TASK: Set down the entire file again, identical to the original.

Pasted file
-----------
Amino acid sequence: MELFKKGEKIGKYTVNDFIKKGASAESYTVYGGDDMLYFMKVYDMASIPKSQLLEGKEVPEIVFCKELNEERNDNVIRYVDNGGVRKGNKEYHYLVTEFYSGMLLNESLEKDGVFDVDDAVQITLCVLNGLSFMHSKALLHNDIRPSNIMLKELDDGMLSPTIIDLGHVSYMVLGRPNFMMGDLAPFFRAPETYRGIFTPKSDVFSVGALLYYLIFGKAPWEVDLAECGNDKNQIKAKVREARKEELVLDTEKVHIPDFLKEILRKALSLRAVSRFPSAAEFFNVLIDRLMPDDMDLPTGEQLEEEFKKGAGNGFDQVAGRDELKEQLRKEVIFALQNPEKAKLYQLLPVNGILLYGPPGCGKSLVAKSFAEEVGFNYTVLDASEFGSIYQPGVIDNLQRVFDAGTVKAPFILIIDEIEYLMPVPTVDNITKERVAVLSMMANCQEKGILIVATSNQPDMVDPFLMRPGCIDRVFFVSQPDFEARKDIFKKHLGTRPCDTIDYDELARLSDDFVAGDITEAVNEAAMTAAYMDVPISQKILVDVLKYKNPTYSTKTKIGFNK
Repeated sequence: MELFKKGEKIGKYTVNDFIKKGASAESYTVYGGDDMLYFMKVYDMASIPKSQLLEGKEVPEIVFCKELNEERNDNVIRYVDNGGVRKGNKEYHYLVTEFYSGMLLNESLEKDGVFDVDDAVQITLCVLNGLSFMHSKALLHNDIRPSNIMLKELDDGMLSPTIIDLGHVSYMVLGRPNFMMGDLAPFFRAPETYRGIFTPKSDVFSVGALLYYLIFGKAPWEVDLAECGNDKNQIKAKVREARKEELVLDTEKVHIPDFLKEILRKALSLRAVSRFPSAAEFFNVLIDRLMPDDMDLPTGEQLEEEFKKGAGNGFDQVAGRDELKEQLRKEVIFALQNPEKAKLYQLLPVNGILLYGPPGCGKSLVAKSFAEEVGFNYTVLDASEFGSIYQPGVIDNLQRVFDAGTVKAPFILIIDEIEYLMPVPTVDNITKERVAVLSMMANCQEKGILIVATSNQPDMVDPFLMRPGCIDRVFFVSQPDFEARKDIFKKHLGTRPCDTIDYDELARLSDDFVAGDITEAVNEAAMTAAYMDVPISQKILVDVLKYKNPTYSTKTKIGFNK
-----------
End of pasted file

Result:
Amino acid sequence: MELFKKGEKIGKYTVNDFIKKGASAESYTVYGGDDMLYFMKVYDMASIPKSQLLEGKEVPEIVFCKELNEERNDNVIRYVDNGGVRKGNKEYHYLVTEFYSGMLLNESLEKDGVFDVDDAVQITLCVLNGLSFMHSKALLHNDIRPSNIMLKELDDGMLSPTIIDLGHVSYMVLGRPNFMMGDLAPFFRAPETYRGIFTPKSDVFSVGALLYYLIFGKAPWEVDLAECGNDKNQIKAKVREARKEELVLDTEKVHIPDFLKEILRKALSLRAVSRFPSAAEFFNVLIDRLMPDDMDLPTGEQLEEEFKKGAGNGFDQVAGRDELKEQLRKEVIFALQNPEKAKLYQLLPVNGILLYGPPGCGKSLVAKSFAEEVGFNYTVLDASEFGSIYQPGVIDNLQRVFDAGTVKAPFILIIDEIEYLMPVPTVDNITKERVAVLSMMANCQEKGILIVATSNQPDMVDPFLMRPGCIDRVFFVSQPDFEARKDIFKKHLGTRPCDTIDYDELARLSDDFVAGDITEAVNEAAMTAAYMDVPISQKILVDVLKYKNPTYSTKTKIGFNK
Repeated sequence: MELFKKGEKIGKYTVNDFIKKGASAESYTVYGGDDMLYFMKVYDMASIPKSQLLEGKEVPEIVFCKELNEERNDNVIRYVDNGGVRKGNKEYHYLVTEFYSGMLLNESLEKDGVFDVDDAVQITLCVLNGLSFMHSKALLHNDIRPSNIMLKELDDGMLSPTIIDLGHVSYMVLGRPNFMMGDLAPFFRAPETYRGIFTPKSDVFSVGALLYYLIFGKAPWEVDLAECGNDKNQIKAKVREARKEELVLDTEKVHIPDFLKEILRKALSLRAVSRFPSAAEFFNVLIDRLMPDDMDLPTGEQLEEEFKKGAGNGFDQVAGRDELKEQLRKEVIFALQNPEKAKLYQLLPVNGILLYGPPGCGKSLVAKSFAEEVGFNYTVLDASEFGSIYQPGVIDNLQRVFDAGTVKAPFILIIDEIEYLMPVPTVDNITKERVAVLSMMANCQEKGILIVATSNQPDMVDPFLMRPGCIDRVFFVSQPDFEARKDIFKKHLGTRPCDTIDYDELARLSDDFVAGDITEAVNEAAMTAAYMDVPISQKILVDVLKYKNPTYSTKTKIGFNK